Staph Infections in the Nose

(Image: "April" is Copyrighted by Flickr user: Isaac D (Isaac Dunne) under the Creative Commons Attribution license.)

According to the website About Infections, roughly 30 percent of Americas have nasal staph infections caused by the bacteria Staphylococcus aureus, commonly known as staph. Many healthy people carry staph bacteria and don’t become ill. However, whenever skin is punctured or broken, staph bacteria can to enter a wound, causing infection, which can lead to other health problems. Although nasal staph infections usually aren’t dangerous, they’re inconvenient and annoying when they continue for long periods of time.


Nasal staph infections typically start as a side effect from a common cold or flu when a nose is already congested. Toward the end of the cold, the sinus cavity swells, reddens, stings and itches. Later symptoms may include facial pain and pressure, coughing, green nasal discharge and postnasal drip. Losing a sense of smell and taste may result in severe cases. A constant metallic taste in the mouth can occur if a patient is dehydrated.

Contributing Factors

Usually people with weakened immune systems are more vulnerable to nasal staph infections. Other contributing factors may include diabetes, AIDS and poor diet. Allergies that are ongoing or chronic, such as being allergic to a fungus, can also cause a chronic nasal staph infection.

Nasal Skin Abscesses

Some of the most common type skin abscesses causing nasal staph infections include furuncles and carbuncles. Nasal furuncles, which are skin abscesses from staphylococcal infection, involve a single hair follicle and surrounding tissues. Carbuncles are clusters of furuncles which cause even deeper scarring. Nasal impetigo is another type of skin abscess occurring in the nasal passages.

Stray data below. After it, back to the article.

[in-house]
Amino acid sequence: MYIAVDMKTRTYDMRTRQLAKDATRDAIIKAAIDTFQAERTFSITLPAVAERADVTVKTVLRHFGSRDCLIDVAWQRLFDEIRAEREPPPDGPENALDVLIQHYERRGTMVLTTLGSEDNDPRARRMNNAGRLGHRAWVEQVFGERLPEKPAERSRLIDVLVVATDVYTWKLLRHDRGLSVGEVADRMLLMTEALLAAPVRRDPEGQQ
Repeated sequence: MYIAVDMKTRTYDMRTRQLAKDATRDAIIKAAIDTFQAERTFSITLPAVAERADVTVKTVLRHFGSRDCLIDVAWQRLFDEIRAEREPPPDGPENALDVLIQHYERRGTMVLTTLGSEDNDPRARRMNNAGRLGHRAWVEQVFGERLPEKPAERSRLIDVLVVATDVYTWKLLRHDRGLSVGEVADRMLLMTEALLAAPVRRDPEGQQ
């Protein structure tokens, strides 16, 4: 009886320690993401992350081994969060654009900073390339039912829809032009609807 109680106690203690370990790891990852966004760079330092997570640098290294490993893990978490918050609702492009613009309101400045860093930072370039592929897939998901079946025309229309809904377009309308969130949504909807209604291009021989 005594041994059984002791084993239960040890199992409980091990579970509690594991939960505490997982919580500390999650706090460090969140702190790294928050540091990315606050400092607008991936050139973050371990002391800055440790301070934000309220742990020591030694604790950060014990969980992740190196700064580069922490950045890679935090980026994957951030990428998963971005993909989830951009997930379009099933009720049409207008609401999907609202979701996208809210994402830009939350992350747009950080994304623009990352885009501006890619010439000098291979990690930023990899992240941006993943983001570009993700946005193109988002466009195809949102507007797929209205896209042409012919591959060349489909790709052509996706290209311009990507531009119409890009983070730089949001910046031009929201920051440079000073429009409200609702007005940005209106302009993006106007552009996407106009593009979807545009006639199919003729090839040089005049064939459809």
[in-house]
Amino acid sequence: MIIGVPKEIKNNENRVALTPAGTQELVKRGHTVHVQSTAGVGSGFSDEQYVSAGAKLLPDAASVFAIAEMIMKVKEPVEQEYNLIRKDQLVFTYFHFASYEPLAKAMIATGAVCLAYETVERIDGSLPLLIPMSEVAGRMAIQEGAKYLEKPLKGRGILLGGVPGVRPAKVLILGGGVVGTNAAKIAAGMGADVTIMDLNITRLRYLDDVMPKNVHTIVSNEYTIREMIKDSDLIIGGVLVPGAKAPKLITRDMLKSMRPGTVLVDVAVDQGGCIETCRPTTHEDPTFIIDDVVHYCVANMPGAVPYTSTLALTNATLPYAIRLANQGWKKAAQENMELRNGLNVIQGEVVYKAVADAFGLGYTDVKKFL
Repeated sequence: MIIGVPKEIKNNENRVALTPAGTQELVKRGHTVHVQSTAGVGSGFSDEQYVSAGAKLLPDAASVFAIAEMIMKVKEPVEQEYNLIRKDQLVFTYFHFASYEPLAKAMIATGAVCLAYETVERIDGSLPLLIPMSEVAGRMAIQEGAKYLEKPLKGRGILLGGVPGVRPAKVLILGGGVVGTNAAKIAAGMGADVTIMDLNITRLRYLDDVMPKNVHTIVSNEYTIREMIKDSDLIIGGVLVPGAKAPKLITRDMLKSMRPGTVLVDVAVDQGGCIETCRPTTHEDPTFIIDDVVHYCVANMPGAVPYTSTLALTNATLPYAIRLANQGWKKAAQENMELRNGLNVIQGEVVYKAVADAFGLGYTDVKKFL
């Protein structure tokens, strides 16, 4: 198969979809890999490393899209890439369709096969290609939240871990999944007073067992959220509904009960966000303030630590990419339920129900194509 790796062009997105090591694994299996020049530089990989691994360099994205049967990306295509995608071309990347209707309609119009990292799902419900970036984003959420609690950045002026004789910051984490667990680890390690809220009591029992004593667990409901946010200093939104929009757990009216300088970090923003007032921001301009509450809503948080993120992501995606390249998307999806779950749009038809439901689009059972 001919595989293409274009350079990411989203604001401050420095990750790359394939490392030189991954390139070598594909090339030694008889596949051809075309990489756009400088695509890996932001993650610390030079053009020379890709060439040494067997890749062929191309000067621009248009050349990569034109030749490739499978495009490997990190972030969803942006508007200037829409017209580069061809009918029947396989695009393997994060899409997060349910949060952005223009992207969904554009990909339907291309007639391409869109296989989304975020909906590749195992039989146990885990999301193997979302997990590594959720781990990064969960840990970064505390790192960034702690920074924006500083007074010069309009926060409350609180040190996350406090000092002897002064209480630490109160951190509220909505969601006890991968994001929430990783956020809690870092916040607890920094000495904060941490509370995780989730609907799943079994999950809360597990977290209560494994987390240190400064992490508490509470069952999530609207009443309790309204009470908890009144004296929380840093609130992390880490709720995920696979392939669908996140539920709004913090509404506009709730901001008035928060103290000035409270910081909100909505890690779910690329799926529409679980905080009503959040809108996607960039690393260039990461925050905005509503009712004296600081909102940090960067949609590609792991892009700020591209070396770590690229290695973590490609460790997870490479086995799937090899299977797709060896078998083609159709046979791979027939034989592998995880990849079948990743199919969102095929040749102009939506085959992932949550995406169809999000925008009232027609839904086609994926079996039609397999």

Usually, nasal staph infections can be treated by applying antibiotic ointments such as Bacitraycin or Mupircin. According to the website, these ointments can be applied to the nose at bedtime. Inexpensive Bacitraycin ointment, which is an over-the-counter medication, can also be used in small amounts inside nostrils. However, doctors often prescribe the ointment Mupiricin, which is more expensive. In severe cases, the antiobiotic Vancomycin is needed, which is given intravenously.


Because nasal staph infections are highly contagious, close contacts with people suffering from a nasal staph infection should be avoided. Infections can spread by using common towels or sharing handkerchiefs and tissues. Therefore, good hygiene such as thoroughly washing hands with disinfectants, is important in avoiding contamination.

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